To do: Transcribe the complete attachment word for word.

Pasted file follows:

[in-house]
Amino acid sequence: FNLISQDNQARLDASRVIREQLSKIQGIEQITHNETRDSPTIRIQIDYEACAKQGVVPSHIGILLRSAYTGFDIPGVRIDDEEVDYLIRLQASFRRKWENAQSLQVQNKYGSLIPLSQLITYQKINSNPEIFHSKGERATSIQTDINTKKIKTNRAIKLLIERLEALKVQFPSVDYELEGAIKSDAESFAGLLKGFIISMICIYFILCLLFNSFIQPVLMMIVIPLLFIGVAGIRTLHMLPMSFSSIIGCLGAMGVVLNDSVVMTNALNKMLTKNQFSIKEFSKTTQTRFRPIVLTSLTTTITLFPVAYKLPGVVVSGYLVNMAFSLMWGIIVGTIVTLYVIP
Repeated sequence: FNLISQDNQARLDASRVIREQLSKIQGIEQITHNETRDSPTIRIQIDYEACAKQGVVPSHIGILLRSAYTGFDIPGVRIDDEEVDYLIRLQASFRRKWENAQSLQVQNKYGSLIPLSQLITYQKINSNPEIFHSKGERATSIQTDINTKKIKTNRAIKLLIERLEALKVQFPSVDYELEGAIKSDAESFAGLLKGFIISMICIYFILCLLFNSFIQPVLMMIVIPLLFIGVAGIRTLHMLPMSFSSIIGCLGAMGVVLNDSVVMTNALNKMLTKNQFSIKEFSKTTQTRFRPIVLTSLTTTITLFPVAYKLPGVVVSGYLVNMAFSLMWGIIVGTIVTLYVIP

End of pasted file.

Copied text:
[in-house]
Amino acid sequence: FNLISQDNQARLDASRVIREQLSKIQGIEQITHNETRDSPTIRIQIDYEACAKQGVVPSHIGILLRSAYTGFDIPGVRIDDEEVDYLIRLQASFRRKWENAQSLQVQNKYGSLIPLSQLITYQKINSNPEIFHSKGERATSIQTDINTKKIKTNRAIKLLIERLEALKVQFPSVDYELEGAIKSDAESFAGLLKGFIISMICIYFILCLLFNSFIQPVLMMIVIPLLFIGVAGIRTLHMLPMSFSSIIGCLGAMGVVLNDSVVMTNALNKMLTKNQFSIKEFSKTTQTRFRPIVLTSLTTTITLFPVAYKLPGVVVSGYLVNMAFSLMWGIIVGTIVTLYVIP
Repeated sequence: FNLISQDNQARLDASRVIREQLSKIQGIEQITHNETRDSPTIRIQIDYEACAKQGVVPSHIGILLRSAYTGFDIPGVRIDDEEVDYLIRLQASFRRKWENAQSLQVQNKYGSLIPLSQLITYQKINSNPEIFHSKGERATSIQTDINTKKIKTNRAIKLLIERLEALKVQFPSVDYELEGAIKSDAESFAGLLKGFIISMICIYFILCLLFNSFIQPVLMMIVIPLLFIGVAGIRTLHMLPMSFSSIIGCLGAMGVVLNDSVVMTNALNKMLTKNQFSIKEFSKTTQTRFRPIVLTSLTTTITLFPVAYKLPGVVVSGYLVNMAFSLMWGIIVGTIVTLYVIP